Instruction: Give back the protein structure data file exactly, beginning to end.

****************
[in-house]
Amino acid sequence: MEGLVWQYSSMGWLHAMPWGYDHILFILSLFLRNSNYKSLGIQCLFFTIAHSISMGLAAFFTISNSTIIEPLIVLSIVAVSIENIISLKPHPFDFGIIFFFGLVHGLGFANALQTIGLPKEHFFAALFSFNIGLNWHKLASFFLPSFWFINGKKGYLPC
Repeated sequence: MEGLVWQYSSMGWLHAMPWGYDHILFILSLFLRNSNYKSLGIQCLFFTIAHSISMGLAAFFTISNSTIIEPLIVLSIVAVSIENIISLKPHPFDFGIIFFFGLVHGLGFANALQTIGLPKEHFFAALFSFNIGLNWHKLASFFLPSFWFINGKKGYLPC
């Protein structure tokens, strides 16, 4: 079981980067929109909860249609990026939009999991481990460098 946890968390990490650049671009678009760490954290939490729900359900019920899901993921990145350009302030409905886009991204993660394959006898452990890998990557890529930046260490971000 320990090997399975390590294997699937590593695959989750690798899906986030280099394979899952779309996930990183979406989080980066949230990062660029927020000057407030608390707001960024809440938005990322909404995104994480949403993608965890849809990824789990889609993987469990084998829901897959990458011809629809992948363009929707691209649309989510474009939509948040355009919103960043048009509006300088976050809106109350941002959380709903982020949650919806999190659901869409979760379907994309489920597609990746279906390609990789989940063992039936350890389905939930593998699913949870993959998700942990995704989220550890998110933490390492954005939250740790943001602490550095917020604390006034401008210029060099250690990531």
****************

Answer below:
[in-house]
Amino acid sequence: MEGLVWQYSSMGWLHAMPWGYDHILFILSLFLRNSNYKSLGIQCLFFTIAHSISMGLAAFFTISNSTIIEPLIVLSIVAVSIENIISLKPHPFDFGIIFFFGLVHGLGFANALQTIGLPKEHFFAALFSFNIGLNWHKLASFFLPSFWFINGKKGYLPC
Repeated sequence: MEGLVWQYSSMGWLHAMPWGYDHILFILSLFLRNSNYKSLGIQCLFFTIAHSISMGLAAFFTISNSTIIEPLIVLSIVAVSIENIISLKPHPFDFGIIFFFGLVHGLGFANALQTIGLPKEHFFAALFSFNIGLNWHKLASFFLPSFWFINGKKGYLPC
């Protein structure tokens, strides 16, 4: 079981980067929109909860249609990026939009999991481990460098 946890968390990490650049671009678009760490954290939490729900359900019920899901993921990145350009302030409905886009991204993660394959006898452990890998990557890529930046260490971000 320990090997399975390590294997699937590593695959989750690798899906986030280099394979899952779309996930990183979406989080980066949230990062660029927020000057407030608390707001960024809440938005990322909404995104994480949403993608965890849809990824789990889609993987469990084998829901897959990458011809629809992948363009929707691209649309989510474009939509948040355009919103960043048009509006300088976050809106109350941002959380709903982020949650919806999190659901869409979760379907994309489920597609990746279906390609990789989940063992039936350890389905939930593998699913949870993959998700942990995704989220550890998110933490390492954005939250740790943001602490550095917020604390006034401008210029060099250690990531």